But I didn’t black out — I couldn’t black out. My body wouldn’t let me, it had decided otherwise. In the one second it had taken me and the Knight to fall down in a tangle of limbs and shaking metal, the miracle bioreactor in my abdomen had performed the opposite of an emergency SCRAM operation. Every control rod shot out of its chemical channel, slamming the reactor to maximum output; I was running hot before I even finished injuring myself, screaming past safe limits and risking ego-death.
I sat up and fell off the Knight in a second tangle of limbs, turned to my head to vomit, and didn’t even take the time to groan before I wiped my mouth on my sleeve. No time for self-pity.
I turned back to the Knight because I had to do something, anything, whatever I could.
“No no no no no—” I hissed, going up on my knees and leaning over the Knight’s supine form. I had no idea what to do with my shaking hands or quivering tentacles. I didn’t even know where to start.
The Knight was literally falling apart — peeling himself out of his protective shell of imperishable metal, pushing away the chrome plates and shining pauldrons and letting go of the helmet and the greaves and the gauntlets, leaving them to lie limp and empty on the yellow grass as he revealed the gnarled truth inside, the real Knight contained within the amour, the self of dark flesh. Watery red fluid sluiced out and soaked into the ground, stinking of blood and bile. But his tentacles — glorious things lined with powerful suckers and filaments like Velcro — had grown too weak for the task; he couldn’t lift the heavy breastplate off himself, like a man trapped beneath a fallen beam with broken arms.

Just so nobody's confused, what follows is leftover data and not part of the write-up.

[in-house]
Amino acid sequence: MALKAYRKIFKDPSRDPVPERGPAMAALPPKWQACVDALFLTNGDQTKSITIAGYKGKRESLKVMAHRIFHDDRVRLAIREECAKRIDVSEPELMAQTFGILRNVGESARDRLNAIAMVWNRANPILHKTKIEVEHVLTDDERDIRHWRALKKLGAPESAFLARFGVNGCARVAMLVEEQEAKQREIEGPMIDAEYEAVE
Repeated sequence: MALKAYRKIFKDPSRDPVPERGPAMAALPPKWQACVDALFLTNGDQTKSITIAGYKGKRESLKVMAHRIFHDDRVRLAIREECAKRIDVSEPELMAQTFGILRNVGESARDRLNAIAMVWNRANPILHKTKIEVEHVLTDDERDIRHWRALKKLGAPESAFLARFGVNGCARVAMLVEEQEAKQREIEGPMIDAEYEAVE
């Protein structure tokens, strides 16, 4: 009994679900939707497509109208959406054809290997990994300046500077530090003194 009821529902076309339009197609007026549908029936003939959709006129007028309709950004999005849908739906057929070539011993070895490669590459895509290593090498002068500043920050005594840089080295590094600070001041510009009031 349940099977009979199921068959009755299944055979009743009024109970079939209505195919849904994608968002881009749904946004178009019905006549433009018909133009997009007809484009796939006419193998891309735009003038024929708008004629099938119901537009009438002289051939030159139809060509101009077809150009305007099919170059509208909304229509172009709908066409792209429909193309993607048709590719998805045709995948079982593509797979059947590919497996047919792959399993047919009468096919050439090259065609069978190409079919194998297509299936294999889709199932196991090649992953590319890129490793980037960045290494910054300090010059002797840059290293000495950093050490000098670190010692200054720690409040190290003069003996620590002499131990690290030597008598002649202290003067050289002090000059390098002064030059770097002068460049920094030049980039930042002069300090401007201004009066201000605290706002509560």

I grabbed the metal with both hands and two tentacles and heaved it off his core. The heavy plate fell onto the grass with a dull thump.
“Oh … oh God,” I breathed. “Oh no. Please, please—”
When one of the other knights had shown me the truth of what lay inside their armour — the protoplasmic bubbling, the masses of tentacles like ropes of muscle, the leathery dark raw-beef texture of their skin — the experience had not only gifted me with empathy and understanding, it had given me a baseline for what they were supposed to look like.
Which is why I understood the forest-knight was so badly injured.